NASHVILLE, Tenn. — In April 1988, Neil Stern, now a senior partner with the retail consultancy McMillanDoolittle, Chicago, wrote “We may have seen the future…and we’re impressed.” This was in response to the first Walmart Supercenter opening in Washington, Missouri, an event that changed grocery shopping and food retailing.

Speaking at the Annual Meat Conference, the annual trade show that brings meat processors and retail buyers together, on March 2, Stern said that in 1988, 90 percent of grocery stores were of the traditional format. Twenty years later, the figure falls to 44 percent, with non-traditional formats, such as supercenters, club stores and dollar-style formats having 40 percent share. To survive, suppliers and retailers must change the way they do business.

“In the past decade, retail has grown at a compound annual growth rate of 3.5 percent, with sales in 2019 nearly at $5 trillion,” Stern said. “You think everything must be great, right? Well, 2020 started with three retail bankruptcies: Fairway, Lucky’s and Earth Fare.”

He reassured attendees “physical retail isn’t dying. Bad retail is.”

“The retail industry is in a state of extreme disruption, with the rise of millennials, urbanization, digitalization and Amazon,” Stern said. “And while online is grabbing a bigger share of overall retail sales, food and alcohol is what brings total online sales down.”

It was only 2 percent in 2016 and is projected to be 5 percent in 2021. But, he emphasized, it’s rapidly accelerating with the changing consumer face. Amazon Prime is driving the change with membership having tripled to 150 million users between 2015 and 2020, with Prime members having spending power and attracting higher income households. But lower income households crave the convenience of online grocery shopping, too. Retailers such as Walmart are responding with their own pick-up at store solutions. By 2025, 14 percent of food and alcohol sales are projected to be made online, with click-and-collect and drive-up fulfillment centers fueling much of the growth.

“Amazon Prime and Walmart are dividing the online shopping world,” Stern said.

The other 86 percent of food and beverage sales will be made in brick-and-mortar formats; however, he said drastic changes in what supermarkets look like are on the horizon. Expect more automation, reduced human interaction and more foodservice platforms inside the stores.

“People are eating out more,” he said. Retailers must respond.

To keep brick-and-mortar stores alive, retailers must address three areas of disruption, the first being “extreme value.”

“It’s the treasure hunt,” Stern said. “It’s finding something you did not expect. Value is the driver. Costco is a treasure hunt and so is private label.”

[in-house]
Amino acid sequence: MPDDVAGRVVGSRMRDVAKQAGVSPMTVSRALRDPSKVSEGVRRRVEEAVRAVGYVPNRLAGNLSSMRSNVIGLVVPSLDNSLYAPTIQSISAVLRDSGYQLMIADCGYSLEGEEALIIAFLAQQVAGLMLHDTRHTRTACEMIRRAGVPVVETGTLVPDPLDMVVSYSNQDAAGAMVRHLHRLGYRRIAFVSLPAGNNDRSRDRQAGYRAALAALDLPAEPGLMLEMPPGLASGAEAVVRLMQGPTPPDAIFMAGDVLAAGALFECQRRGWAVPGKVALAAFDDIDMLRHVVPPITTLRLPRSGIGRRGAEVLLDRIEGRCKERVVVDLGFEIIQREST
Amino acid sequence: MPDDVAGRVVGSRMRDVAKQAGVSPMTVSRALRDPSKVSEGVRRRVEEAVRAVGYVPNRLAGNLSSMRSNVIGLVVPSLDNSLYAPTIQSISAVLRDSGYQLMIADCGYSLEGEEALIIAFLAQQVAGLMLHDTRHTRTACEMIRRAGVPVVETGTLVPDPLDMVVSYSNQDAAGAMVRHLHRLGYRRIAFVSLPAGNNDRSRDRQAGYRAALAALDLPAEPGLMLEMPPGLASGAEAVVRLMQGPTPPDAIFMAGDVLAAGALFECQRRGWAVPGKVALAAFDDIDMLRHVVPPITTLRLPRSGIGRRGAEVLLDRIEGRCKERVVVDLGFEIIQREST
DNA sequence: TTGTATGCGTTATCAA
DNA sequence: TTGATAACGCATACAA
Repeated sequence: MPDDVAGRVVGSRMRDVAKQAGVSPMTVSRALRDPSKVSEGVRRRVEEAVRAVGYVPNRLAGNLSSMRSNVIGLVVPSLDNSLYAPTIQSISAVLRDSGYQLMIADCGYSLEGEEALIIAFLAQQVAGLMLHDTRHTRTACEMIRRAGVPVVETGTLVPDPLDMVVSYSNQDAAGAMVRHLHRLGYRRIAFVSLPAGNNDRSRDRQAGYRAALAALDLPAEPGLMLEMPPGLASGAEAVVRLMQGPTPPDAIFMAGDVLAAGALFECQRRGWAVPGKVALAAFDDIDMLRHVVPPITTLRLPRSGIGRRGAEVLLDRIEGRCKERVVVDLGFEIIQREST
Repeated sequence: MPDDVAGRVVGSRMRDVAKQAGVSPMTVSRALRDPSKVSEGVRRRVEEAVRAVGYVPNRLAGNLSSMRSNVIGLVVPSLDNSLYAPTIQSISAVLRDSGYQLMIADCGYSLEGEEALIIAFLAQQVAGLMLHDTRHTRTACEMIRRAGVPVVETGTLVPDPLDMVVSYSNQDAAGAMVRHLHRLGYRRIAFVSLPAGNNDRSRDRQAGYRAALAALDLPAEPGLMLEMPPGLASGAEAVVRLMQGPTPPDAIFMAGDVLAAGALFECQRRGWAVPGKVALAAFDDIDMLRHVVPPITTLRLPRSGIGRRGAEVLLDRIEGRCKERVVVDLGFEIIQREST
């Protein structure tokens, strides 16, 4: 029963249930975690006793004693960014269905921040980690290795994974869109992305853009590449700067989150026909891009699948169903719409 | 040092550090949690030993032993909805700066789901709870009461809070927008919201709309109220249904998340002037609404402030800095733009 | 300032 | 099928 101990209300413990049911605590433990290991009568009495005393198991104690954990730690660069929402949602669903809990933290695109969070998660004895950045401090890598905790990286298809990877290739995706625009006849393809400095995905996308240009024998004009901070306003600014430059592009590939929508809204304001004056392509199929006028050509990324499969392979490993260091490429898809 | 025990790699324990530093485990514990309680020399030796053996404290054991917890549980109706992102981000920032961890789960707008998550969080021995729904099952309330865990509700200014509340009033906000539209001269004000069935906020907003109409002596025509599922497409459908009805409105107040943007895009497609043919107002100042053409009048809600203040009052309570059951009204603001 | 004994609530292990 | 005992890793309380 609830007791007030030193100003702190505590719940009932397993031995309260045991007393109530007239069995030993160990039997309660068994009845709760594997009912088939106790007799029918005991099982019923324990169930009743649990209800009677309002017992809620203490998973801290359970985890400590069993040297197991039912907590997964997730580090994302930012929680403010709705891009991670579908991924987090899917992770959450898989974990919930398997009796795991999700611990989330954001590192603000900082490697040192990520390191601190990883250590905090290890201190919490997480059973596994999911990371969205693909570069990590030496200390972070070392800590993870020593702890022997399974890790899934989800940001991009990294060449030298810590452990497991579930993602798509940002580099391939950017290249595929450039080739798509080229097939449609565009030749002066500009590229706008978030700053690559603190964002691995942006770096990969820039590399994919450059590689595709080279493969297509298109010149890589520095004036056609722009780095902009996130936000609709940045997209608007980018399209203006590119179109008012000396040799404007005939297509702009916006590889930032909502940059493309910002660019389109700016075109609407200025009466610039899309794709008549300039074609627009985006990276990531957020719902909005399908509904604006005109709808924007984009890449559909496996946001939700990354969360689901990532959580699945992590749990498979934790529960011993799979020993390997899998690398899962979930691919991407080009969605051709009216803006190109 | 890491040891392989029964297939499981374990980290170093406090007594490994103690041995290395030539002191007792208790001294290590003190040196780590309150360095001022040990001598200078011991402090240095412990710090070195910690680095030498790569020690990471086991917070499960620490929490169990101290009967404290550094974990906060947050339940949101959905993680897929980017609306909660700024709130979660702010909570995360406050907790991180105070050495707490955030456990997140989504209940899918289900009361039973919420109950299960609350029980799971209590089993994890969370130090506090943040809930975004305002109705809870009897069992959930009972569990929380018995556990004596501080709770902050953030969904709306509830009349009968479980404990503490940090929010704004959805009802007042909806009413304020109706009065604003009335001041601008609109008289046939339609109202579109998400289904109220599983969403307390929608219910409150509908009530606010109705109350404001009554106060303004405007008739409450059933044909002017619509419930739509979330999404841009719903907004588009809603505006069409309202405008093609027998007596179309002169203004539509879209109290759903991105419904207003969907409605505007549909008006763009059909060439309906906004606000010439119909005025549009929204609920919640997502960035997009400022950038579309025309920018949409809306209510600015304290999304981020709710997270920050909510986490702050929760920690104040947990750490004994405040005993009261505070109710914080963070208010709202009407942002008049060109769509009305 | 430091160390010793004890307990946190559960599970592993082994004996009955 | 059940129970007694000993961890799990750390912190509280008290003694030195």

It is about being the cheapest retailer with the lowest sustainable costs; providing an environment centered around discovery and newness; and creating compelling alternatives to major brands that customers trust.

“Aldi is the retail elephant in the room,” Stern said. “The company expects to have 2,500 stores by 2022. It’s expanding and growing current stores and creating a fresh-forward format to attract new shoppers.

“Low prices don’t have to mean low excitement. Private label is very likely to grow much faster than conventional.”

The second area of brick-and-mortar disruption is extreme convenience. That is what consumers are getting from online shopping. To keep them coming to the store, the experience needs to be more enjoyable.

Store Form

“Focus technology efforts on removing friction from the customer experience,” Stern said. “Eliminate the pain points from shopping.”

Future changes may include smaller store formats focused on specific food and beverage sectors, such as grab-and-go and products for single households, as well as plant-based or organic only. Provide the convenience of mobile ordering of a coffee so it’s ready to carry down the aisle during the consumer’s shopping trip.

“Packaging and displays need to work harder,” Stern said. “It’s still about solutions.”

That is the third disruptor — a craving for an extreme experience. That’s something the customer cannot get online.

“There’s game-changing power through great displays and experiences,” Stern said. “Retailers are providing Instagram-able moments at key times in the experience.”

Include elements that invite customers to stay longer in the store. Create product wows around a specific category, he said.

In-store dining throughout the various departments allows shoppers to sample what they may purchase. In-store food preparation shows how food is made. Think fresh mozzarella produced in the cheese department. Produce gets cleaned and chopped by a vegetable butcher. Have a self-serve dry-aged beef case, where the meat is tagged by age and primal cut.

“Make theater part of the production,” Stern said. “And focus on solution selling. Offer knowledge and information to aid purchase decisions.”